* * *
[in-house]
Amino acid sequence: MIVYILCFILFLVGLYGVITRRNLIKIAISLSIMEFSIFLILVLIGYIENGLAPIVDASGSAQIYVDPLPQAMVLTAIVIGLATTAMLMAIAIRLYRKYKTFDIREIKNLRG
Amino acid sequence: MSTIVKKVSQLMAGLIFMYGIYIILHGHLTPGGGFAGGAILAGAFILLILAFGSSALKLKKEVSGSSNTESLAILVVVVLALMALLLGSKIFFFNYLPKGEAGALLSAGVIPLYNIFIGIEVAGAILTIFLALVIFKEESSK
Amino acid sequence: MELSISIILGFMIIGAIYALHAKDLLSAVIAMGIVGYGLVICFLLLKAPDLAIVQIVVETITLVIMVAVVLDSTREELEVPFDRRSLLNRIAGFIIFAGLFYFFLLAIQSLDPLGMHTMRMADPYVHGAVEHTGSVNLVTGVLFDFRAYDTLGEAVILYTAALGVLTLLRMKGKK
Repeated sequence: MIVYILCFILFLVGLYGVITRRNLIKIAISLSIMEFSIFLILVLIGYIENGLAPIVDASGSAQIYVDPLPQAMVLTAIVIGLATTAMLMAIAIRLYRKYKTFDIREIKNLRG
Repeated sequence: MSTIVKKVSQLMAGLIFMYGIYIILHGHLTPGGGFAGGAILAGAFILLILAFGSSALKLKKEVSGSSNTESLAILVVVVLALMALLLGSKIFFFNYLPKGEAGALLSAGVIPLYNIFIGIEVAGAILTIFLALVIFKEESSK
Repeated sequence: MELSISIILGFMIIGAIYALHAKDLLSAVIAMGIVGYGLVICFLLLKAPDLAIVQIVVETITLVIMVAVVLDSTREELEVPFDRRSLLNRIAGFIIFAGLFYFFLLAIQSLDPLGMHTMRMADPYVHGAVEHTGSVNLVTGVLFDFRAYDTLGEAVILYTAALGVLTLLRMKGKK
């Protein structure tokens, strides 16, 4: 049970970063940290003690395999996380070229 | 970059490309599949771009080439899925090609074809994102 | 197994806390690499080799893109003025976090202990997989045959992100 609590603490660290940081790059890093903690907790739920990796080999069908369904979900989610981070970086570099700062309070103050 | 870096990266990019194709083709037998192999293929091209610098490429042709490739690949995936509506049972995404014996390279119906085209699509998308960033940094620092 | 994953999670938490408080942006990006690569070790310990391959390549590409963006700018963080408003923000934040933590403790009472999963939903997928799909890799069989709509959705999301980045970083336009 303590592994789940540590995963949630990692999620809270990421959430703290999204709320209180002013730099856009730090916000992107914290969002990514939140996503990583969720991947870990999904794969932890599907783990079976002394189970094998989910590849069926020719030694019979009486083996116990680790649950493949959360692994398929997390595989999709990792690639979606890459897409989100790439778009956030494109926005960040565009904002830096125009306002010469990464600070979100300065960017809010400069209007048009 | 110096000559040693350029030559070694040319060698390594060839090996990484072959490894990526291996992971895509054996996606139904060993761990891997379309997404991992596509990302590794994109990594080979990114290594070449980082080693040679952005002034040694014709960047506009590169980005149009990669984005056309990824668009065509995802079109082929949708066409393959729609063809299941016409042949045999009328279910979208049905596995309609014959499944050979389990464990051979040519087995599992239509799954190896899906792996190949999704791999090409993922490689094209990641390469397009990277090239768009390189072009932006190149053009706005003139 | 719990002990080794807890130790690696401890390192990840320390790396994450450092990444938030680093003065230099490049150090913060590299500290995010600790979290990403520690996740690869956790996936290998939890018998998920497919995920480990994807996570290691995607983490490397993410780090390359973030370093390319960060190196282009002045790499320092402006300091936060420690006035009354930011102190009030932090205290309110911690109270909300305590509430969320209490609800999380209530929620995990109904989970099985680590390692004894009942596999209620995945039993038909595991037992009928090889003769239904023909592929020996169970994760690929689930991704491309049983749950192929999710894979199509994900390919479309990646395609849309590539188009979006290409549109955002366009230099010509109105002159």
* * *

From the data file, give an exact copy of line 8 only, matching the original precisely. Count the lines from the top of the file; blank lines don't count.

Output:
């Protein structure tokens, strides 16, 4: 049970970063940290003690395999996380070229 | 970059490309599949771009080439899925090609074809994102 | 197994806390690499080799893109003025976090202990997989045959992100 609590603490660290940081790059890093903690907790739920990796080999069908369904979900989610981070970086570099700062309070103050 | 870096990266990019194709083709037998192999293929091209610098490429042709490739690949995936509506049972995404014996390279119906085209699509998308960033940094620092 | 994953999670938490408080942006990006690569070790310990391959390549590409963006700018963080408003923000934040933590403790009472999963939903997928799909890799069989709509959705999301980045970083336009 303590592994789940540590995963949630990692999620809270990421959430703290999204709320209180002013730099856009730090916000992107914290969002990514939140996503990583969720991947870990999904794969932890599907783990079976002394189970094998989910590849069926020719030694019979009486083996116990680790649950493949959360692994398929997390595989999709990792690639979606890459897409989100790439778009956030494109926005960040565009904002830096125009306002010469990464600070979100300065960017809010400069209007048009 | 110096000559040693350029030559070694040319060698390594060839090996990484072959490894990526291996992971895509054996996606139904060993761990891997379309997404991992596509990302590794994109990594080979990114290594070449980082080693040679952005002034040694014709960047506009590169980005149009990669984005056309990824668009065509995802079109082929949708066409393959729609063809299941016409042949045999009328279910979208049905596995309609014959499944050979389990464990051979040519087995599992239509799954190896899906792996190949999704791999090409993922490689094209990641390469397009990277090239768009390189072009932006190149053009706005003139 | 719990002990080794807890130790690696401890390192990840320390790396994450450092990444938030680093003065230099490049150090913060590299500290995010600790979290990403520690996740690869956790996936290998939890018998998920497919995920480990994807996570290691995607983490490397993410780090390359973030370093390319960060190196282009002045790499320092402006300091936060420690006035009354930011102190009030932090205290309110911690109270909300305590509430969320209490609800999380209530929620995990109904989970099985680590390692004894009942596999209620995945039993038909595991037992009928090889003769239904023909592929020996169970994760690929689930991704491309049983749950192929999710894979199509994900390919479309990646395609849309590539188009979006290409549109955002366009230099010509109105002159």